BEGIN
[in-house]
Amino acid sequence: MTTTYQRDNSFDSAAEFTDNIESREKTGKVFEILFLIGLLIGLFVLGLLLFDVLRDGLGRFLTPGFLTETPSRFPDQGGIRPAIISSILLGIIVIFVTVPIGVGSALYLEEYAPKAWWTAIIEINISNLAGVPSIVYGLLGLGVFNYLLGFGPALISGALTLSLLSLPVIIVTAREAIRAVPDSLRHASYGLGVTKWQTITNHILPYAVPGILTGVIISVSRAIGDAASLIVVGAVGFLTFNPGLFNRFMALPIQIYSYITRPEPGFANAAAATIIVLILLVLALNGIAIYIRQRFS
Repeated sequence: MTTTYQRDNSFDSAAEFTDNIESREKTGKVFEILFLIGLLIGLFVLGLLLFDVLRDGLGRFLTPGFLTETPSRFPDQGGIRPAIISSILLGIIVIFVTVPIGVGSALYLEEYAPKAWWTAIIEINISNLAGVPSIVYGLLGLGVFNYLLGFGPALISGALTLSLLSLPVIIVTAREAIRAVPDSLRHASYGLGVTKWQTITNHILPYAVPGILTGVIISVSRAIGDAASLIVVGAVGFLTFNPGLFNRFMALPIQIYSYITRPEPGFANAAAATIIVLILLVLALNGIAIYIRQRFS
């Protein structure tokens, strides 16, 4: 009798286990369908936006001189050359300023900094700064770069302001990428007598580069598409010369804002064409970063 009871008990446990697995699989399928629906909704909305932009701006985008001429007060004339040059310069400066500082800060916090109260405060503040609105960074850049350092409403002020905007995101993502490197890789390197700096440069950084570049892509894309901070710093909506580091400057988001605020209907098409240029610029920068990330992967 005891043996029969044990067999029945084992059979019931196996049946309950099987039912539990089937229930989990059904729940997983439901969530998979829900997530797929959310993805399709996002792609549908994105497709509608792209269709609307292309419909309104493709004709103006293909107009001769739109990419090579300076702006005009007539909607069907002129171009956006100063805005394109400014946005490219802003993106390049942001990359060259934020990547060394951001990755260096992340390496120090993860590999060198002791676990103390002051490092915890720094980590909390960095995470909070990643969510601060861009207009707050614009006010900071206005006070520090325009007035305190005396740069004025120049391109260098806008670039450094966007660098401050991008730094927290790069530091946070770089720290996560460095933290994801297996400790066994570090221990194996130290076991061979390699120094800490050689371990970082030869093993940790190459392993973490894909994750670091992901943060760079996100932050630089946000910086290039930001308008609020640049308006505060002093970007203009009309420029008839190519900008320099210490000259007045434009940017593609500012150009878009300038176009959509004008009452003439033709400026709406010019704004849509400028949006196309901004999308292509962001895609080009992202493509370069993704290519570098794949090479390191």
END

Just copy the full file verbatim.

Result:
[in-house]
Amino acid sequence: MTTTYQRDNSFDSAAEFTDNIESREKTGKVFEILFLIGLLIGLFVLGLLLFDVLRDGLGRFLTPGFLTETPSRFPDQGGIRPAIISSILLGIIVIFVTVPIGVGSALYLEEYAPKAWWTAIIEINISNLAGVPSIVYGLLGLGVFNYLLGFGPALISGALTLSLLSLPVIIVTAREAIRAVPDSLRHASYGLGVTKWQTITNHILPYAVPGILTGVIISVSRAIGDAASLIVVGAVGFLTFNPGLFNRFMALPIQIYSYITRPEPGFANAAAATIIVLILLVLALNGIAIYIRQRFS
Repeated sequence: MTTTYQRDNSFDSAAEFTDNIESREKTGKVFEILFLIGLLIGLFVLGLLLFDVLRDGLGRFLTPGFLTETPSRFPDQGGIRPAIISSILLGIIVIFVTVPIGVGSALYLEEYAPKAWWTAIIEINISNLAGVPSIVYGLLGLGVFNYLLGFGPALISGALTLSLLSLPVIIVTAREAIRAVPDSLRHASYGLGVTKWQTITNHILPYAVPGILTGVIISVSRAIGDAASLIVVGAVGFLTFNPGLFNRFMALPIQIYSYITRPEPGFANAAAATIIVLILLVLALNGIAIYIRQRFS
């Protein structure tokens, strides 16, 4: 009798286990369908936006001189050359300023900094700064770069302001990428007598580069598409010369804002064409970063 009871008990446990697995699989399928629906909704909305932009701006985008001429007060004339040059310069400066500082800060916090109260405060503040609105960074850049350092409403002020905007995101993502490197890789390197700096440069950084570049892509894309901070710093909506580091400057988001605020209907098409240029610029920068990330992967 005891043996029969044990067999029945084992059979019931196996049946309950099987039912539990089937229930989990059904729940997983439901969530998979829900997530797929959310993805399709996002792609549908994105497709509608792209269709609307292309419909309104493709004709103006293909107009001769739109990419090579300076702006005009007539909607069907002129171009956006100063805005394109400014946005490219802003993106390049942001990359060259934020990547060394951001990755260096992340390496120090993860590999060198002791676990103390002051490092915890720094980590909390960095995470909070990643969510601060861009207009707050614009006010900071206005006070520090325009007035305190005396740069004025120049391109260098806008670039450094966007660098401050991008730094927290790069530091946070770089720290996560460095933290994801297996400790066994570090221990194996130290076991061979390699120094800490050689371990970082030869093993940790190459392993973490894909994750670091992901943060760079996100932050630089946000910086290039930001308008609020640049308006505060002093970007203009009309420029008839190519900008320099210490000259007045434009940017593609500012150009878009300038176009959509004008009452003439033709400026709406010019704004849509400028949006196309901004999308292509962001895609080009992202493509370069993704290519570098794949090479390191």